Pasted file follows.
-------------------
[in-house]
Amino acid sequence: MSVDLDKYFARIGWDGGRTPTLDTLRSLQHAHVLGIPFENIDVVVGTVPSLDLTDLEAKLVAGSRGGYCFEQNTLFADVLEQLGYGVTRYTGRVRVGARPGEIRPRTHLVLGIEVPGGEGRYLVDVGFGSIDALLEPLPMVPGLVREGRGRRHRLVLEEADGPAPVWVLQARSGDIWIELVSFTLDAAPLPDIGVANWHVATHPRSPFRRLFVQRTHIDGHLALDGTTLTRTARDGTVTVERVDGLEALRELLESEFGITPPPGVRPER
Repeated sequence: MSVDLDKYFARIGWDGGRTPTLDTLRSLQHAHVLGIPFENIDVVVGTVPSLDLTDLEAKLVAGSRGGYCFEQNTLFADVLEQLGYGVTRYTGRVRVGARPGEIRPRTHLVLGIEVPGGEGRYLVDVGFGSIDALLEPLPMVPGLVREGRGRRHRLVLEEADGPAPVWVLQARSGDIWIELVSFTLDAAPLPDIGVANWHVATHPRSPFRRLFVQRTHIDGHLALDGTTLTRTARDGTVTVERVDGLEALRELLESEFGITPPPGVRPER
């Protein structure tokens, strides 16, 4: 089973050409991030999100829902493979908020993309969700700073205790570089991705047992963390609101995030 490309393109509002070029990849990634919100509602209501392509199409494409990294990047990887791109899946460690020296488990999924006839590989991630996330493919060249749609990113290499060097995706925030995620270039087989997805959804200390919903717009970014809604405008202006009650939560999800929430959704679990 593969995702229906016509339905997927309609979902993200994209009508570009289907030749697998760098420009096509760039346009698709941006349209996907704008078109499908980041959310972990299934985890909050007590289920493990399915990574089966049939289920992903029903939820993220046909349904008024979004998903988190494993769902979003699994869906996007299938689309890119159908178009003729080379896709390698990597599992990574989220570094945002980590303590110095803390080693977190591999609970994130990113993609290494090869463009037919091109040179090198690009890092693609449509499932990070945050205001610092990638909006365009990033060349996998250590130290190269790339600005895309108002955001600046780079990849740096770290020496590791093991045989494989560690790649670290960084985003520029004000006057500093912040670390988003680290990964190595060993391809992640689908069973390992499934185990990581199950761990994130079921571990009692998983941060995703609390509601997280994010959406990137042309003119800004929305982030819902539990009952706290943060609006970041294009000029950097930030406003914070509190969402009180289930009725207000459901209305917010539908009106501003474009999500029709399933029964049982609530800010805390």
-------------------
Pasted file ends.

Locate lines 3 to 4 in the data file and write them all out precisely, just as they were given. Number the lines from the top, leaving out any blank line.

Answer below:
Repeated sequence: MSVDLDKYFARIGWDGGRTPTLDTLRSLQHAHVLGIPFENIDVVVGTVPSLDLTDLEAKLVAGSRGGYCFEQNTLFADVLEQLGYGVTRYTGRVRVGARPGEIRPRTHLVLGIEVPGGEGRYLVDVGFGSIDALLEPLPMVPGLVREGRGRRHRLVLEEADGPAPVWVLQARSGDIWIELVSFTLDAAPLPDIGVANWHVATHPRSPFRRLFVQRTHIDGHLALDGTTLTRTARDGTVTVERVDGLEALRELLESEFGITPPPGVRPER
């Protein structure tokens, strides 16, 4: 089973050409991030999100829902493979908020993309969700700073205790570089991705047992963390609101995030 490309393109509002070029990849990634919100509602209501392509199409494409990294990047990887791109899946460690020296488990999924006839590989991630996330493919060249749609990113290499060097995706925030995620270039087989997805959804200390919903717009970014809604405008202006009650939560999800929430959704679990 593969995702229906016509339905997927309609979902993200994209009508570009289907030749697998760098420009096509760039346009698709941006349209996907704008078109499908980041959310972990299934985890909050007590289920493990399915990574089966049939289920992903029903939820993220046909349904008024979004998903988190494993769902979003699994869906996007299938689309890119159908178009003729080379896709390698990597599992990574989220570094945002980590303590110095803390080693977190591999609970994130990113993609290494090869463009037919091109040179090198690009890092693609449509499932990070945050205001610092990638909006365009990033060349996998250590130290190269790339600005895309108002955001600046780079990849740096770290020496590791093991045989494989560690790649670290960084985003520029004000006057500093912040670390988003680290990964190595060993391809992640689908069973390992499934185990990581199950761990994130079921571990009692998983941060995703609390509601997280994010959406990137042309003119800004929305982030819902539990009952706290943060609006970041294009000029950097930030406003914070509190969402009180289930009725207000459901209305917010539908009106501003474009999500029709399933029964049982609530800010805390």